On September 26-27, to celebrate the Academy’s first anniversary in our new building, we have put together a fantastic lineup of cultural music performances and live animal demonstrations (including big cats). This weekend also marks the debut of our new planetarium show Journey to the Stars. Click here for a full schedule of events.
Next time you pass through the Academy’s Islands of Evolution exhibit, take a peek at a few new additions by the wall of colorful Frans Lanting photographs. Touch a 221-pound iron meteorite (below, left), and check out an actual moon rock (below, right), collected on the last manned lunar mission, Apollo 17, in December, 1972. The rock was collected from the Taurus-Littrow Valley, between the Sea of Serenity and the Sea of Tranquility, and is on loan to the Academy from NASA. Alongside those extraterrestrial specimens, you’ll also see a sampling of incredible fossils from Earth—up to 900 million years old.
This month marks the 40th anniversary of the Apollo 11 moon landing, and to celebrate, staff from Morrison Planetarium will be on hand at the Science in Action exhibit to show video footage of the of the Apollo 11 landing, and introduce the moon rock to visitors on the weekend of July 18-19. Stop by at 1:30 pm either day to check it out.
The Academy’s mammalogy department recently acquired a mounted tiger specimen that was confiscated by officials at San Francisco’s SFO airport. Tigers are listed as endangered species under the Federal Endangered Species Act, and are also protected under the Convention on International Trade in Endangered Species of Wild Fauna (CITES).
When U.S. Fish and Wildlife officials confiscate an animal skin or other such material that has crossed the border illegally, they contact institutions like the Academy that maintain research collections. This particular tiger is not well-suited for exhibit display, so it will remain in collections storage, as part of the Academy’s library of life (below, left). These research collections are of great value to the scientific community; they document the diversity and evolution of life on our planet, helping us understand how to sustain it.
On occasion, a confiscated specimen can become part of an educational exhibit seen by thousands of people every day. That’s exactly what happened when officials confiscated a mounted leopard during the Academy’s rebuilding project – they called the Academy and we were able to incorporate it into African Hall, where it now sits perched in a tree above the double-wide open diorama (below, right).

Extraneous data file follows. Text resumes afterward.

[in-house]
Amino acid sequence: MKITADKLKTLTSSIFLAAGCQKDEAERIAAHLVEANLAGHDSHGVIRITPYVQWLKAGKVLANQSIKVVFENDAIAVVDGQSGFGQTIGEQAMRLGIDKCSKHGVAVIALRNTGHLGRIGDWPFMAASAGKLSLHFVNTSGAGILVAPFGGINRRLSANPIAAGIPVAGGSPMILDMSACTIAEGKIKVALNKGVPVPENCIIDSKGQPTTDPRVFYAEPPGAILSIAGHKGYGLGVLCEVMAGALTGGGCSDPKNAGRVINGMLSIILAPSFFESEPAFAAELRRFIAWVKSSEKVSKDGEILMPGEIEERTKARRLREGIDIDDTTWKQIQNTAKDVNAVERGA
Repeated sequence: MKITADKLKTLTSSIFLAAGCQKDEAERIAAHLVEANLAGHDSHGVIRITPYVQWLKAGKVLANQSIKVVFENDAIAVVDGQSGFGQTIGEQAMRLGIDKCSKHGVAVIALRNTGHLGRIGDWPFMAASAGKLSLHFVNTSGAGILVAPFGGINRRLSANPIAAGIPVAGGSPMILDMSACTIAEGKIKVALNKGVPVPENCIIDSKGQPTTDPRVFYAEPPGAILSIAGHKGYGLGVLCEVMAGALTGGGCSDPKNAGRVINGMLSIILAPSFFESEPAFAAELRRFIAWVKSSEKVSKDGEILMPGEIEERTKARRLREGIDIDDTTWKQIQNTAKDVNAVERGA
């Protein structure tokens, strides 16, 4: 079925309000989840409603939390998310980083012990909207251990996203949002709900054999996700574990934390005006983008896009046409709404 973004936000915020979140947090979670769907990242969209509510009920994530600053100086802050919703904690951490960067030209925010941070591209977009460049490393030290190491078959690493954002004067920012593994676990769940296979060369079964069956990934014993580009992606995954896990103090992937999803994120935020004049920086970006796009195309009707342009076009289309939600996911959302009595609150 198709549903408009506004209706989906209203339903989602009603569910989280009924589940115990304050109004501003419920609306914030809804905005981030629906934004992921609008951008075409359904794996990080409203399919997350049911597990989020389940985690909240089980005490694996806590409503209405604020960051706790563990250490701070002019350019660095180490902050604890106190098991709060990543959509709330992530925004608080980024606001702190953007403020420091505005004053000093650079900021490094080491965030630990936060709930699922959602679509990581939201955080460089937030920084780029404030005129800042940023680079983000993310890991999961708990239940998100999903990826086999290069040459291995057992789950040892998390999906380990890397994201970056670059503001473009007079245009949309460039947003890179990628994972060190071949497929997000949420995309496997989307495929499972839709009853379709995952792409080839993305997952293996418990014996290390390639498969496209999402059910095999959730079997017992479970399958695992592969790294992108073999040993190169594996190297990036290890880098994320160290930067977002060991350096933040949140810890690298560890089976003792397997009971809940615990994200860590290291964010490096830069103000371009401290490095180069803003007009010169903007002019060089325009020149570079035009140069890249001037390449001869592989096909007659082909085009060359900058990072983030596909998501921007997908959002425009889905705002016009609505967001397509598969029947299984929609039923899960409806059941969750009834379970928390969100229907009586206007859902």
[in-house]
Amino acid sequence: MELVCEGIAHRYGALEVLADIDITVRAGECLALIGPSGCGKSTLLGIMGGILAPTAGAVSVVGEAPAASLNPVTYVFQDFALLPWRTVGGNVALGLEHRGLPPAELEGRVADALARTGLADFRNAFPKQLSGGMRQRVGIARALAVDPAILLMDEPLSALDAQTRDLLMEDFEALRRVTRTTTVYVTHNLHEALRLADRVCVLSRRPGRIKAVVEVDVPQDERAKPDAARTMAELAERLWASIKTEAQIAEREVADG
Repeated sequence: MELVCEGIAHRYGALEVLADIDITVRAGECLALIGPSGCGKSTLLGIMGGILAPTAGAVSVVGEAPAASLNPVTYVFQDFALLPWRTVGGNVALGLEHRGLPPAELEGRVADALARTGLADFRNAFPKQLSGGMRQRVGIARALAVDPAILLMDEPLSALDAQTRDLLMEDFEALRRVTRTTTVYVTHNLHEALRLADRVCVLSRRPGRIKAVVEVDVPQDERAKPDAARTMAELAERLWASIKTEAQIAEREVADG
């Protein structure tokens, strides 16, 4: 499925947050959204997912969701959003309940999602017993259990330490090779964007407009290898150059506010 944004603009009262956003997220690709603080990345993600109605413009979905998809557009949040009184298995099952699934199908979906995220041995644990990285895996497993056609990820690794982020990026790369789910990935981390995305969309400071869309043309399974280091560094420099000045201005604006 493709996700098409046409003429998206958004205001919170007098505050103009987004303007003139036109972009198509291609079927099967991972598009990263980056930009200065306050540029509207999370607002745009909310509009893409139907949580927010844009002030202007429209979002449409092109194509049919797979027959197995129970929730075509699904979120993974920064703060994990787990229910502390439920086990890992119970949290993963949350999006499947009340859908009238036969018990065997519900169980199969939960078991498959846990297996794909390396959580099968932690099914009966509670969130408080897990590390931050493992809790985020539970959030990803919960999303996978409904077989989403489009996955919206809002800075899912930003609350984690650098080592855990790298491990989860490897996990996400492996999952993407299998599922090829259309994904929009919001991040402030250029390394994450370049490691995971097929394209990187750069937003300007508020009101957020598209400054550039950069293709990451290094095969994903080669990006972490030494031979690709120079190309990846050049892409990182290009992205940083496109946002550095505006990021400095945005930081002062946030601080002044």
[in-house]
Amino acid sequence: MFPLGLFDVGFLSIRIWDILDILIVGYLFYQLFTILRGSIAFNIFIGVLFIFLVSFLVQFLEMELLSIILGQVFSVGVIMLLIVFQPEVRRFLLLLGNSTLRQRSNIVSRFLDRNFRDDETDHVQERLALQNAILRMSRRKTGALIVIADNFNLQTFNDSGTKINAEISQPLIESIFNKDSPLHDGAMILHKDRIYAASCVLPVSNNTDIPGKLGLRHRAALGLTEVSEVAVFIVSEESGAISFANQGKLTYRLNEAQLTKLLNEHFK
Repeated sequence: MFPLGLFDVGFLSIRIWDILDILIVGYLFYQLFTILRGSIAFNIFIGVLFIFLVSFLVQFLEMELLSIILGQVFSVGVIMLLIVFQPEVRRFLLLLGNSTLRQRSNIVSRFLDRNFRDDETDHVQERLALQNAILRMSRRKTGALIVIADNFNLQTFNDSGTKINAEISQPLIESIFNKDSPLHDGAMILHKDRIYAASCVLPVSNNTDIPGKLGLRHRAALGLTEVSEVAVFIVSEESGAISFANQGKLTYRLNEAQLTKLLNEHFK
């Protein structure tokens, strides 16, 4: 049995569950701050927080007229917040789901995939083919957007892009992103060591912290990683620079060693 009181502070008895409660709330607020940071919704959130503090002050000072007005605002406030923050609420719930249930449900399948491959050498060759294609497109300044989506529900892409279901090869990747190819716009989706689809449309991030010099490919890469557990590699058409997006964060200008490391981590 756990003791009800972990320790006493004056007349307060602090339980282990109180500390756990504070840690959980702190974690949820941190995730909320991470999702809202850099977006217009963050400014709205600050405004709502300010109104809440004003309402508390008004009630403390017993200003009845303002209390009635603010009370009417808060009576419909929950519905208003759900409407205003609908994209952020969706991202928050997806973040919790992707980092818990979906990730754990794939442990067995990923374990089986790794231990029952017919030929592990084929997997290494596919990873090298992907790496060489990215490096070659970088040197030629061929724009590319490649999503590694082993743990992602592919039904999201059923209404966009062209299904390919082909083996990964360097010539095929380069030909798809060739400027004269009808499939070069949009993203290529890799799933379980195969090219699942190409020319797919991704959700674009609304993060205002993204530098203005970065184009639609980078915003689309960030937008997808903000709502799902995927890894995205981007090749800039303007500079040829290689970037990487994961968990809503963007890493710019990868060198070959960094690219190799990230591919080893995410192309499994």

In the past two months, two Silver-beaked Tanager chicks have hatched out in the Academy’s rainforest exhibit. Right now, they are honing their flying skills in the exhibit, and Academy biologists are monitoring their progress daily. For this species, it takes just four weeks from the time the egg is laid to when the bird is self-sufficient. The timeline goes something like this:
1. The parents select a nesting site, build a nest, and lay 2-3 eggs. Our biologists have been collecting valuable information about successful nesting/fledging sites in the exhibit, which they hope can be applied to other species.
2. Incubation of the eggs lasts about 12 days.
3. After hatching, the chicks stay in the nest for about 10 days.
4. After the chicks are able to leave the nest, the parents continue to feed them for another 5-7 days, while their tail feathers grow. This is the fledgling stage. At this point, they’re not strong fliers yet. They have short stumpy tails, but are still quite mobile.
5. Once they have the feathers and wing muscles needed for flight, the chicks are basically on their own and considered juveniles. This is the stage these two chicks are in now – they are fully-flighted and self-sufficient, but not sexually mature.
In the left-hand photo, the fledgling is on the left, next to an adult female Silver-beaked Tanager. In the photo on the right, a closer view of one of the fledglings.
If you’ve visited the Academy’s exhibit on climate change, you may have seen a wall labeled “Share Your Ideas,” where visitors can post their thoughts on how to lessen their impact on the environment (if you haven’t seen it, it’s pictured below, left). In search of a more sustainable source for the tags on the wall, our creative services department and our printer Paragraphics came up with a great solution: re-using make-readies.
What’s a make-ready, you ask? It’s the paper that goes through the press to perfect the ink coverage and colors for a print job. Paper often goes through the press several times before being recycled, and the effect is interesting layers of text and graphics on one side. The other side is blank for writing on. Paragraphics has offered the Academy free use of their make-readies, and they even trimmed and punched the paper to fit the current specs of the posting board. Kudos to those who put this creative, sustainable idea into practice!
The Academy’s 87-foot-long blue whale skeleton now hovers above the west exhibit hall, the future home of an exhibit called Altered State: Climate Change in California. From a whale watching boat or photo, it can be difficult to grasp the scale of these massive creatures (the largest mammals on Earth)…but it’s incredible to see a skeleton up close and realize you could easily stand up tall inside its ribcage.
Catch a glimpse of the week-long installation process below: